Cocaine and opiates use in pregnancy: detection of drugs in neonatal meconium and urine.

Institute of Legal Medicine, Forensic Toxicology Service, Faculty of Medicine, University of Santiago de Compostela, San Francisco, s/n, 15782, Santiago de Compostela, Spain.
Journal of analytical toxicology (Impact Factor: 2.63). 09/2009; 33(7):351-5. DOI: 10.1093/jat/33.7.351
Source: PubMed

ABSTRACT In this study, the case of a newborn with symptoms of hyperexcitability was analyzed. After it was confirmed in the hospital that the mother had consumed drugs during pregnancy using an enzyme multiplied immunoassay technique, samples of the newborn's urine and meconium were sent to our laboratory to observe the evolution in the distribution of cocaine and opiates during the days following birth. For urine analysis, screening was done with an immunoassay technique, and the confirmation was done by gas chromatography-mass spectrometry (GC-MS) according to a published method. A GC-MS method for simultaneous analysis of cocaine, benzoylecgonine, codeine, morphine, and 6-acetylmorphine in meconium is described. GC-MS confirmation of urine and meconium results showed consumption of cocaine and codeine during pregnancy and also showed the levels of drugs gradually declined, totally disappearing by the third day.

  • [Show abstract] [Hide abstract]
    ABSTRACT: A fast gas chromatography (GC)-MS method has been developed and validated for the simultaneous screening of different classes of drugs of abuse in urine. Tetrahydrocannabinol metabolite, cocaine, opiates such as morphine, O-6-monoacetylmorphine (O-6-MAM), codeine, opioids such as buprenorphine, methadone, pentazocine, fentanyl and analogues and their main metabolites can be detected and quantified after a simple liquid-liquid extraction in alkaline conditions and derivatisation to obtain the corresponding trimethylsilyl derivatives. The chromatographic separation is performed in a total time of 6 min, using a short GC column (5% phenyl methyl silicone, 10-m length × 0.18-mm internal diameter). The Limits of Detection are satisfactory for forensic purposes for all the substances; the repeatability of concentrations (percent coefficients of variation) are always lower than 15% at high and low concentration levels, and accuracy, intended as % error on the true value, is always lower than 15% for all the analytes. The method can successfully be applied for screening analyses in many fields of forensic toxicology.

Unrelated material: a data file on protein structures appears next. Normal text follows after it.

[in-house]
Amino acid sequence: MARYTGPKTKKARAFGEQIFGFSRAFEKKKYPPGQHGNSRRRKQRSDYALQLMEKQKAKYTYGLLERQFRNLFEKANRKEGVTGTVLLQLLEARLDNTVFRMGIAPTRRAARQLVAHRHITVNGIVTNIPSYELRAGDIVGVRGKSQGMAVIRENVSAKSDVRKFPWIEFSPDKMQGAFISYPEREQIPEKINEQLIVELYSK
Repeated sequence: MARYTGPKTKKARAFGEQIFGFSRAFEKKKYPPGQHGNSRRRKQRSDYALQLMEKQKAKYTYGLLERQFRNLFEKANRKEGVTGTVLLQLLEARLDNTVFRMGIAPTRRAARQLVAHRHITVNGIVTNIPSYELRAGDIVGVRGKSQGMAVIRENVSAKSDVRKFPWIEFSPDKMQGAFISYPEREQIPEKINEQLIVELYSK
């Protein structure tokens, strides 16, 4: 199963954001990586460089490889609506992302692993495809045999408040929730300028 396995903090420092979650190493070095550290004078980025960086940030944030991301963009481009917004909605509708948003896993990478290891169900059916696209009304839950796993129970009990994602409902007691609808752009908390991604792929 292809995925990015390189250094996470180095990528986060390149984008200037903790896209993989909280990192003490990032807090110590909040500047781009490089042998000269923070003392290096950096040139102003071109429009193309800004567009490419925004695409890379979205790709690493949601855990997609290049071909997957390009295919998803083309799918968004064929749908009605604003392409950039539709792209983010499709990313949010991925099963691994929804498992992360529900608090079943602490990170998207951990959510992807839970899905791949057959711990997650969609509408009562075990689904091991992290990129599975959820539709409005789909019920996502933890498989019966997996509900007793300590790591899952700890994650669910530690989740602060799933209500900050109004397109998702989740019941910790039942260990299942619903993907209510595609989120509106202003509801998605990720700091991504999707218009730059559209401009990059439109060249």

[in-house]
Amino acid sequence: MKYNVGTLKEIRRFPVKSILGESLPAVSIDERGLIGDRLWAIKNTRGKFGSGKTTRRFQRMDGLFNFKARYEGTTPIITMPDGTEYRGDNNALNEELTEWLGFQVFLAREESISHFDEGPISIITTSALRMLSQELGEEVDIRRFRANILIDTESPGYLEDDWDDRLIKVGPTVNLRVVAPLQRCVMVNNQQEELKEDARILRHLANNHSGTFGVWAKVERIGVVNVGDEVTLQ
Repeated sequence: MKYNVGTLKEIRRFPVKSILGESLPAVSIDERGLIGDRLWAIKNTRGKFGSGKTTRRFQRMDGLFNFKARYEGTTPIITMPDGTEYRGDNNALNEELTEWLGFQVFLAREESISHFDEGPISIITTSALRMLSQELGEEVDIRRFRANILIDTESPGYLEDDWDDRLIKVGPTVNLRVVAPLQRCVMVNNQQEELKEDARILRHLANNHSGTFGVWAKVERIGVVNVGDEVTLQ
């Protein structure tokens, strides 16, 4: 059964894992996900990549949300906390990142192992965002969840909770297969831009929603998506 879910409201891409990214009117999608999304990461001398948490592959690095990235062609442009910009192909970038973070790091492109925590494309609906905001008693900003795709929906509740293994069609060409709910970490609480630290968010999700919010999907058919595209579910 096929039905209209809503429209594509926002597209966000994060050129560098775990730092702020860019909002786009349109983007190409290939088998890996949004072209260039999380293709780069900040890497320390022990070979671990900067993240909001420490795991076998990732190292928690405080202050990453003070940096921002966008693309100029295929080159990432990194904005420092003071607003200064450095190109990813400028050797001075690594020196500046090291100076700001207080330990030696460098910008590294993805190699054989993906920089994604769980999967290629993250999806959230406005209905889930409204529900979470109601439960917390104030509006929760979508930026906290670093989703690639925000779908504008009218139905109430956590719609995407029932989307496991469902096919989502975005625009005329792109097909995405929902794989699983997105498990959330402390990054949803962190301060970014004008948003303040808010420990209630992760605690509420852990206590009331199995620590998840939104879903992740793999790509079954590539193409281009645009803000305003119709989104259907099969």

Analytical and Bioanalytical Chemistry 02/2011; 399(4):1623-30. DOI:10.1007/s00216-010-4471-4 · 3.58 Impact Factor
  • [Show abstract] [Hide abstract]
    ABSTRACT: The use and abuse of illegal drugs affects all modern societies, and therefore the assessment of drug exposure is an important task that needs to be accomplished. For this reason, the reliable determination of these drugs and their metabolites in biological specimens is an issue of utmost relevance for both clinical and forensic toxicology laboratories in their fields of expertise, including in utero drug exposure, driving under the influence of drugs and drug use in workplace scenarios. Most of the confirmatory analyses for abused drugs in biological samples are performed by gas chromatographic-mass spectrometric methods, but use of the more recent and sensitive liquid chromatography-(tandem) mass spectrometry technology is increasing dramatically. This article reviews recently published articles that describe procedures for the detection of opiates in the most commonly used human biological matrices, blood and urine, and also in unconventional ones, e.g. oral fluid, hair, and meconium. Special attention will be paid to sample preparation and chromatographic analysis.
    Analytical and Bioanalytical Chemistry 03/2011; 400(6):1665-90. DOI:10.1007/s00216-011-4888-4 · 3.58 Impact Factor
  • Source
    [Show abstract] [Hide abstract]
    ABSTRACT: Over the past decade therapeutic interventions during pregnancy, including the use of drugs, has increased; for example, the prescription use of opioids and nonopioid analgesics for pain management during pregnancy has increased by about 40%. Additionally, women also self-medicate during pregnancy with opioids, and are treated with methadone and buprenorphine which are used as substitution therapy for substance dependence during pregnancy. A nationally representative survey noted that ~74% of women of reproductive age reported substance use during the previous year, decreasing to ~63% amongst those who were pregnant. Substance dependence was reported by ~20% of women who were not pregnant, and ~15% of those who were pregnant. Understanding the consequences of opioid treatment or dependence during pregnancy requires an investigation of the placental disposition (metabolism and transfer), as well as of the impact of the drugs on the placental function. This review summarizes the research on the placental disposition of opioids and their impact on the placental function.
    Current pharmaceutical biotechnology 05/2011; 12(5):797-803. DOI:10.2174/138920111795470859 · 2.51 Impact Factor